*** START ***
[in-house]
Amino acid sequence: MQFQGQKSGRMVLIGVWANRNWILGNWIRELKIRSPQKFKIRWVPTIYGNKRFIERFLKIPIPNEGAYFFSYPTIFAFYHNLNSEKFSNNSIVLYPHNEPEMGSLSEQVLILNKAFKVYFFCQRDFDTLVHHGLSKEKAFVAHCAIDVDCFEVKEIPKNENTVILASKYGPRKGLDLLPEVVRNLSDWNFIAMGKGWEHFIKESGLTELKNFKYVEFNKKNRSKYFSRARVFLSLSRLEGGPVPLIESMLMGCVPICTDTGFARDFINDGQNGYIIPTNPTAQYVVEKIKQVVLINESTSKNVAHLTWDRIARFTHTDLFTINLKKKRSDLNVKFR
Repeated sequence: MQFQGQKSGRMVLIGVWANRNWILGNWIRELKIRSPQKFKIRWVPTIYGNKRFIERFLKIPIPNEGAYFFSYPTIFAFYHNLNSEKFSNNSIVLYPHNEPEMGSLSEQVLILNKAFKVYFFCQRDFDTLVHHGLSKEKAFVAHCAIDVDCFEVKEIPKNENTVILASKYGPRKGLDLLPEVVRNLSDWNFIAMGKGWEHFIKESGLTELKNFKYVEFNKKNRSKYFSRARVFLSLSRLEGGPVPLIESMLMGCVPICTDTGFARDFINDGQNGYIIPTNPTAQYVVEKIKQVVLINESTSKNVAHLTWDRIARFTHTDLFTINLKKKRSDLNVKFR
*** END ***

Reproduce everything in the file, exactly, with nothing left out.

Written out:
[in-house]
Amino acid sequence: MQFQGQKSGRMVLIGVWANRNWILGNWIRELKIRSPQKFKIRWVPTIYGNKRFIERFLKIPIPNEGAYFFSYPTIFAFYHNLNSEKFSNNSIVLYPHNEPEMGSLSEQVLILNKAFKVYFFCQRDFDTLVHHGLSKEKAFVAHCAIDVDCFEVKEIPKNENTVILASKYGPRKGLDLLPEVVRNLSDWNFIAMGKGWEHFIKESGLTELKNFKYVEFNKKNRSKYFSRARVFLSLSRLEGGPVPLIESMLMGCVPICTDTGFARDFINDGQNGYIIPTNPTAQYVVEKIKQVVLINESTSKNVAHLTWDRIARFTHTDLFTINLKKKRSDLNVKFR
Repeated sequence: MQFQGQKSGRMVLIGVWANRNWILGNWIRELKIRSPQKFKIRWVPTIYGNKRFIERFLKIPIPNEGAYFFSYPTIFAFYHNLNSEKFSNNSIVLYPHNEPEMGSLSEQVLILNKAFKVYFFCQRDFDTLVHHGLSKEKAFVAHCAIDVDCFEVKEIPKNENTVILASKYGPRKGLDLLPEVVRNLSDWNFIAMGKGWEHFIKESGLTELKNFKYVEFNKKNRSKYFSRARVFLSLSRLEGGPVPLIESMLMGCVPICTDTGFARDFINDGQNGYIIPTNPTAQYVVEKIKQVVLINESTSKNVAHLTWDRIARFTHTDLFTINLKKKRSDLNVKFR